NEWS FROM YOUR DISTRICT
Abingdon: Meeting monthly for devotions, about 15 women from Sinking Springs UMC felt God calling them to reach outside the church. They filled some pocketbooks with personal hygiene items, feminine accessories, and a pocket Bible. Then they delivered the purses to a local women's shelter. "As people outside the church heard what they were doing, purses and supplies started pouring in," says Pastor Randy Powers. Since February, the women have distributed about 50 purses to three women's shelters.
Big Stone Gap: In May, about 95 golfers came out for the 7th Annual Golf Tournament for Camp Fort Blackmore at Cedar Hills Country Club in Jonesville. About 20 churches sponsored holes for $100 each or sent golfers to play. Amount raised: $7,200. On July 31, Camp Director Vickey Butler reported that Fort Blackmore had hosted 120 campers for VBS camp and 50 for overnight camp. Ten young adults made commitments of faith.
Chattanooga: In May, First Copperhill UMC sent a group of 17, ranging from age 13 to 70, to do mission work at Henderson Settlement in Frakes, Ky. "The unemployment rate this year in that area is 57 percent," reports Ron Pace. The group built a room on to a mobile home for an elderly couple, who can no longer afford propane or electricity for heat but will have a woodburning stove installed in the new room. The church has been sending groups to Henderson Settlement in rural Appalachia since 2004.
Cleveland: Trinity (Athens) UMC has a lot of space, but they don't have a lot of children. So the church expanded its Vacation Bible School to include five churches of other denominations. Those congregations invited others, so that Trinity ended up hosting children from 10 churches in all, including Mars Hill Presbyterian, Freedman Chapel, First United Presbyterian, A.O.H. Church of God, and St. Marks A.M.E. Zion. Average attendance each night: 150. "I wish we could say it was a highly planned effort to share our faith, but I believe it was more of an accidental discovery of common interest and available resources," said Trinity's Jim Thompson. "I say, 'The Lord leads.'"
Johnson City: Seven members from Wesley Memorial UMC participated in the Appalachian Service Project's "Women's Only Build" July 10-11. Missy Wright reports that it was a good opportunity to do mission work close to home and learn new skills. Projects included: stirring concrete, trimming in windows, building a handicap ramp.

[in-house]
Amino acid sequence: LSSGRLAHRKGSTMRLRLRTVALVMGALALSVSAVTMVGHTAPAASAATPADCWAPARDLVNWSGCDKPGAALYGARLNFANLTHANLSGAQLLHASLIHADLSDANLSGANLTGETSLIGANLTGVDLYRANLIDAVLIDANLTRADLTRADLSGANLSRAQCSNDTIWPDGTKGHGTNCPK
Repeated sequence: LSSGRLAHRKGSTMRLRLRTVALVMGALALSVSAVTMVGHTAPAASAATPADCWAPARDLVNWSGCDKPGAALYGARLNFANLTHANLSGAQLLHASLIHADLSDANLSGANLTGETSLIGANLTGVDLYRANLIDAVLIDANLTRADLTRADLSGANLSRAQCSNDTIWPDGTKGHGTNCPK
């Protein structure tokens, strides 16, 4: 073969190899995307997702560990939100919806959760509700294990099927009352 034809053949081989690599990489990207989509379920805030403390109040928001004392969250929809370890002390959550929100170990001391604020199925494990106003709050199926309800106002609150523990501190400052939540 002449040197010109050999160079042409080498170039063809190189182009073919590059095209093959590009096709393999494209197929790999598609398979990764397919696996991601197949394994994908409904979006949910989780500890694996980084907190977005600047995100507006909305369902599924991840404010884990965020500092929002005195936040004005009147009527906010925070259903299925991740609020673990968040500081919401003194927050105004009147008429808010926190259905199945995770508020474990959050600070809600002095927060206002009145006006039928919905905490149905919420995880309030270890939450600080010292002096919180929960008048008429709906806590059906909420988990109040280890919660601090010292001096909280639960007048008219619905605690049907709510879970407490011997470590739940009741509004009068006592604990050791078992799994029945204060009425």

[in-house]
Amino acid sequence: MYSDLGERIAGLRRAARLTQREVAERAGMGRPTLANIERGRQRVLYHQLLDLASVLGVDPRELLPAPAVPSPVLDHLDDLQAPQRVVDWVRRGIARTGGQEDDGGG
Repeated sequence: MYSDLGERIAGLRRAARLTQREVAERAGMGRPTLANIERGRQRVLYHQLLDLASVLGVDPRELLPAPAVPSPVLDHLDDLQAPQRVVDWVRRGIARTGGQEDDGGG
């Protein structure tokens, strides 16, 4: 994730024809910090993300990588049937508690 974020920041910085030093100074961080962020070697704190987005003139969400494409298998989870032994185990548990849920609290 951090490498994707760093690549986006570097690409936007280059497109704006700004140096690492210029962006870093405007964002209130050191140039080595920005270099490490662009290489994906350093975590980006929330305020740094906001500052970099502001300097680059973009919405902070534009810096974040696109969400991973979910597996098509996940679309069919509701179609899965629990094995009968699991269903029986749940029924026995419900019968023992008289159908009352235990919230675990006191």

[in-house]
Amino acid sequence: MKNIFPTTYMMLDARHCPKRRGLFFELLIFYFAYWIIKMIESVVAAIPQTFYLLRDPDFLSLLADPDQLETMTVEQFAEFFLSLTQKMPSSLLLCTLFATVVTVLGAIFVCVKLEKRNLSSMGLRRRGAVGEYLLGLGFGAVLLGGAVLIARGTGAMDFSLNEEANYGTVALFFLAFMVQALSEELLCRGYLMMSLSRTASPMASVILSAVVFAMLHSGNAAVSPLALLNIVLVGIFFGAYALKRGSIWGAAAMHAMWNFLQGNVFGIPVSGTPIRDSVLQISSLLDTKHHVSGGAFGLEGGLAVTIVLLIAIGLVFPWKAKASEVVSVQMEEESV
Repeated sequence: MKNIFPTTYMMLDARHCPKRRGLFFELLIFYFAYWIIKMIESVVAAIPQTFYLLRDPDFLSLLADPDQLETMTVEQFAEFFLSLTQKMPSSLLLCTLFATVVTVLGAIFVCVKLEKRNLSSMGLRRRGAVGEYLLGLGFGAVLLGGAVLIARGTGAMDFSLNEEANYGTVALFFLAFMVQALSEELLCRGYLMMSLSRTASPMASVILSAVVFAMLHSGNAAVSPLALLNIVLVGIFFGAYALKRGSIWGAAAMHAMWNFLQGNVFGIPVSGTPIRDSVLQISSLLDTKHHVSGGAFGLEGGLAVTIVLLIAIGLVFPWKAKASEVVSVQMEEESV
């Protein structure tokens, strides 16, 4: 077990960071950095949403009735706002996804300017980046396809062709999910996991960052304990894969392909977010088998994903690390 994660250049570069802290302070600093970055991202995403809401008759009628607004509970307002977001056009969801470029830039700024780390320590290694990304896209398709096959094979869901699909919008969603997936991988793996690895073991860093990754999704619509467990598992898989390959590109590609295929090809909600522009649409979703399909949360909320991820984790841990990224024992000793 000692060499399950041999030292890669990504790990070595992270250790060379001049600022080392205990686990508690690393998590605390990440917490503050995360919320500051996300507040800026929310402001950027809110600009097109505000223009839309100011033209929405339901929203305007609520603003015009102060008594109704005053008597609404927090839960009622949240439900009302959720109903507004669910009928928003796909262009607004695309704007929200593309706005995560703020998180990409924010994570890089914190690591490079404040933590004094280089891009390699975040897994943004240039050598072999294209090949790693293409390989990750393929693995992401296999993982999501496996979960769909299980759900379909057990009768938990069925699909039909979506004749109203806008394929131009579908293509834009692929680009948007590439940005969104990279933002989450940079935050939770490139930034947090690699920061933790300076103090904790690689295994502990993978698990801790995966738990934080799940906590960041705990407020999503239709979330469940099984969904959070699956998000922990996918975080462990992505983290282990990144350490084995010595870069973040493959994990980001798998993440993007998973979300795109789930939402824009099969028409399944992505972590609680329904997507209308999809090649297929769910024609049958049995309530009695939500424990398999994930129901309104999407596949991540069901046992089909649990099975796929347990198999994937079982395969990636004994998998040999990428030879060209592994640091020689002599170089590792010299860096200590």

Kingsport: First Broad Street UMC has joined the list of host sites for Crossroads Medical Mission, which offers free medical care to low-income communities. Crossroads is based at State Street UMC and already has routine stops in Bristol, Abingdon, St. Paul, Mountain City, and Blountville. The clinic van will now park at FBSUMC in Kingsport the second Thursday of each month. Visit crossroadsmedicalmission.org.
Knoxville: The district office has a new web site and a new Facebook page, too. "We are working to really connect our churches," reports Administrative Assistant Mary Hawkins. For more info, visit www.knoxvilledistrictumc.com.
Maryville: Send news to email@example.com or to: The Call, P.O. Box 850, Alcoa, TN 37701-0850.
Morristown: After Thera Love led a "Three Simple Rules" study for the United Methodist Women, members at Pine Grove UMC suggested that she teach the rules to the children, too. For five Wednesday nights, Love used art projects and stories to teach, "Do no harm," "Do good," and "Stay in love with God," as prescribed by John Wesley and explained in the book by Bishop Reuben Job. The children's new theme song: "They Will Know We are Christians by Our Love."
Oak Ridge: Cawood and Well Springs UMC joined in a one-day Vacation Bible School on a Saturday from 10 a.m. to 4 p.m. "Our theme was 'One True Light: Jesus,'" reports the Rev. Ronnie Mutter. "We examined the life of Jesus with a photo scavenger hunt throughout the community, using the events and miracles that prove he is indeed the light of the world."
Tazewell: Sunday school teacher Connie Bane is proud of Santana "Annie" Montgomery, who raised $86 to buy rabbits for poor communities through Heifer Project International. Montgomery took on the project as part of Cokesbury's "Rock Solid" curriculum at Wesley Chapel UMC, Eggleston Charge. "It's good to see little ones like Annie take part in the mission of helping others," reports Bane.
Wytheville: Oakland UMC received six people (five youth, one adult) into membership on June 28. Four were youth who had previously made professions of faith as campers at Camp Dickenson. All six were baptized in New River at Camp Dickenson. Officiating at the baptism was Oakland Pastor John Ousley, who also is the former director of Camp Dickenson.